CHAPEL HILL — Investigative writer Nikole Hannah-Jones’ tenure application at the University of North Carolina at Chapel Hill was not automatically approved by trustees because she didn’t come from a “traditional academic-type background,” and a trustee who vets the lifetime appointments wanted more time to consider her qualifications, university leaders said Thursday.
The trustee who leads the subcommittee that considers tenure applications, Charles Duckett, chose in January to postpone the review of Hannah-Jones’ submission, said Richard Stevens, the chairman of the board of trustees for the Chapel Hill campus. It was never brought before the full board for approval, and instead the writer accepted a five-year appointment to the faculty of the journalism school.
“We’re talking about a lifetime position here, so they’re not entered into lightly,” Stevens told reporters. “And it’s not unusual for a member of the board, or in particular the chair of the committee, to have questions for clarification about background, particularly candidates that don’t come from a traditional academic-type background. In this case, Chair Duckett asked for a little bit of time to be able to do that.”
Hannah-Jones was offered a position as the Knight Chair in Race and Investigative Journalism at the University of North Carolina at Chapel Hill, the school announced last month. Hannah-Jones is a writer known for her work on The 1619 Project for The New York Times Magazine.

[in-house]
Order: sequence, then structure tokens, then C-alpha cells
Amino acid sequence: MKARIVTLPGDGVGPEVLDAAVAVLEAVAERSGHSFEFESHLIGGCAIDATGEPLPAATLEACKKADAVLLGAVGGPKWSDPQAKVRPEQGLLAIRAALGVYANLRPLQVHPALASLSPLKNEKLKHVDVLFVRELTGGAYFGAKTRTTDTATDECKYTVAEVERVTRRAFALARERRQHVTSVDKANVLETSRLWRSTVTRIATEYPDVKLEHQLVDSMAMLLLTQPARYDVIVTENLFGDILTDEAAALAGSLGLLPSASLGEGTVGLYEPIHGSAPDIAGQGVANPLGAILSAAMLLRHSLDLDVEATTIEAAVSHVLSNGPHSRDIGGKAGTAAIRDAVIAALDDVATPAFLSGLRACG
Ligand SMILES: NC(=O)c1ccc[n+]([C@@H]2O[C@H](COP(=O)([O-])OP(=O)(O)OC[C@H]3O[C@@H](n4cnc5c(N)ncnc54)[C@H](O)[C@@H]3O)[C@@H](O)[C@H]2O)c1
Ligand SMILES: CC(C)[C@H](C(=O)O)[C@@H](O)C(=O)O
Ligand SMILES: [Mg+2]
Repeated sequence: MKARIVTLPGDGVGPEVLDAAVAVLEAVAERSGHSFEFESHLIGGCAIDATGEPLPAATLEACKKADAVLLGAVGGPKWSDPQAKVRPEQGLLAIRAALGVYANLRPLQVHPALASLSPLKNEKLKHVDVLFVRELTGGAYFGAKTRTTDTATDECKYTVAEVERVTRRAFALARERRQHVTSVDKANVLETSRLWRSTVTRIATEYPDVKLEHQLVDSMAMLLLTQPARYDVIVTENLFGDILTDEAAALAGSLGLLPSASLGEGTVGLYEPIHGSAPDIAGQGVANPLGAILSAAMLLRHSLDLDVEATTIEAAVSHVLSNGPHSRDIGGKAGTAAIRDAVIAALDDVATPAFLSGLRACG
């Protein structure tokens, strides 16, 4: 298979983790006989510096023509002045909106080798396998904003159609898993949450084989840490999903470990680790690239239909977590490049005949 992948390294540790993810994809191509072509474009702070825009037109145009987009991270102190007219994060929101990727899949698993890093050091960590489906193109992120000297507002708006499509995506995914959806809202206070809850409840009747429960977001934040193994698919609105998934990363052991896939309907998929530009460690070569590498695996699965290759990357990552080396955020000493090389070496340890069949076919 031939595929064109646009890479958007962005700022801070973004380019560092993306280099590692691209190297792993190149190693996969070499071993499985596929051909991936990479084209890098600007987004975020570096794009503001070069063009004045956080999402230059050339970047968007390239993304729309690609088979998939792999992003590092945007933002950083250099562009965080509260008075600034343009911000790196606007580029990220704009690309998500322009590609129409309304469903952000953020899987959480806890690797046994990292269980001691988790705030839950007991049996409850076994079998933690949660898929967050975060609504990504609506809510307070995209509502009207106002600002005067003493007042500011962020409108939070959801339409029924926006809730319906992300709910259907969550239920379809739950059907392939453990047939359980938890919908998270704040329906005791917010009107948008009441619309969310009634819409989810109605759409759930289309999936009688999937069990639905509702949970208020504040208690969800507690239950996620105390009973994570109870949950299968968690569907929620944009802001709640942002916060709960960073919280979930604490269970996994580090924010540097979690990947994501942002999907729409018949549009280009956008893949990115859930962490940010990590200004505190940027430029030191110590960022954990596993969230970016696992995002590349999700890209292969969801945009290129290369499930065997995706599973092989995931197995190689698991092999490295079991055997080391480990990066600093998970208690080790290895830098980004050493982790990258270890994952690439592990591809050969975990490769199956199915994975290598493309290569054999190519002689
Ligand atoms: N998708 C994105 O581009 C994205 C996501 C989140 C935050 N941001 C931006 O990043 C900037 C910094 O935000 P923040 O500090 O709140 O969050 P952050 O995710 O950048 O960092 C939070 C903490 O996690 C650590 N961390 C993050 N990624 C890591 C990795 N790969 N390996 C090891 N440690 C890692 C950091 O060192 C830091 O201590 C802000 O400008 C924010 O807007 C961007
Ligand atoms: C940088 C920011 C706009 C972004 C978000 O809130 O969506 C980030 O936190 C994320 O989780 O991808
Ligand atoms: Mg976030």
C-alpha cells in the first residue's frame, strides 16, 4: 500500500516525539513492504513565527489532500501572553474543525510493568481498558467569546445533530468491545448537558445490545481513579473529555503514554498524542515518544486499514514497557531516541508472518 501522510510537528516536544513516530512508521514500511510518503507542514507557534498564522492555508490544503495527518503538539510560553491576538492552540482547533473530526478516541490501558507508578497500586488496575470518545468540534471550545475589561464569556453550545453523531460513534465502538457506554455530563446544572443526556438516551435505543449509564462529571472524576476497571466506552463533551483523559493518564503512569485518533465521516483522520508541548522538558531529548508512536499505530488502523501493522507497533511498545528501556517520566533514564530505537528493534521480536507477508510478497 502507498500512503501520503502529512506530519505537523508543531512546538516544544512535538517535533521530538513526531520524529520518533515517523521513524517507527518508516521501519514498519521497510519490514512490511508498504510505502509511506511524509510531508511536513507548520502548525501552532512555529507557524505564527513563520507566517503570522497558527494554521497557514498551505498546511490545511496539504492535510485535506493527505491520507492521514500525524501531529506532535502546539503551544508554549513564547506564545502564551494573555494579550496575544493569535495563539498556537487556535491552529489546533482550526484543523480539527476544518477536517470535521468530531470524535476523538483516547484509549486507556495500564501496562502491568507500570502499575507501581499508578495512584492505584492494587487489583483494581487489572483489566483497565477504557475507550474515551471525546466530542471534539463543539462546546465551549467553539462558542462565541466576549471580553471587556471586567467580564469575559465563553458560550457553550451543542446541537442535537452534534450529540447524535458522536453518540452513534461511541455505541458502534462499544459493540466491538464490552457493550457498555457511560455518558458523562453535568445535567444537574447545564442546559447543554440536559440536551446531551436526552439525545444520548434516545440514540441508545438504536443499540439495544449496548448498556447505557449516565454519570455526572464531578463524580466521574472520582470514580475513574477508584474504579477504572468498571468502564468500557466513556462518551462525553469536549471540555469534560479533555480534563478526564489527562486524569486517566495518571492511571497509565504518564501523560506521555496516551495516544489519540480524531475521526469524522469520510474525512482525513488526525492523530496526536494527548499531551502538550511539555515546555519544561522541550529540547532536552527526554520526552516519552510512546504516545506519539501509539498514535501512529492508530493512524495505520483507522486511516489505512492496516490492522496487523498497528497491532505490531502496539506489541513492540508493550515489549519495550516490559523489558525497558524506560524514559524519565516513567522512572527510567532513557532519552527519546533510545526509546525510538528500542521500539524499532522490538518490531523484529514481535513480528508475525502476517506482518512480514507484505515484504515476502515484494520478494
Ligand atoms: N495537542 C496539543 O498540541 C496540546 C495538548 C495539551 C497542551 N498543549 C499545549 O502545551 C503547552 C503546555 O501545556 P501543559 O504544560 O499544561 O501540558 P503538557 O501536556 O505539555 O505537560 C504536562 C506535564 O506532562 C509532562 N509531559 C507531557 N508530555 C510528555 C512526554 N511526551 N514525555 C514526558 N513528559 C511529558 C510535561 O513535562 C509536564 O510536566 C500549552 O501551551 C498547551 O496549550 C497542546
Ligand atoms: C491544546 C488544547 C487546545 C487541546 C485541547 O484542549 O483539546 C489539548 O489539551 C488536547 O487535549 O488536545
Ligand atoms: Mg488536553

But some say the school changed its offer from a tenured position to a five-year term as a professor with an option for review at the end of that time.
University spokesperson Joanne Peters Denny declined comment on the situation, saying faculty hiring processes are personnel protected information.
The foundation that endows Hannah-Jones’ position, the Knight Chair in Race and Investigative Journalism, urged the school to grant the tenured position.
Stevens and Chancellor Kevin Guskiewicz said Hannah-Jones could be considered for tenure before the end of her current five-year contract.
The controversial 1619 Project is an initiative of The New York Times Magazine that began in August 2019, the 400th anniversary of the beginning of American slavery. The magazine describes the project as one which is designed to reframe the country’s history by placing the consequences of slavery and the contributions of black Americans “at the very center of our national narrative.”
Materials were developed for schools to use and The Pulitzer Center partnered with the Times to develop 1619 Project lesson plans. However, objections to The 1619 Project have morphed into legislative efforts to prevent its presentation in public schools.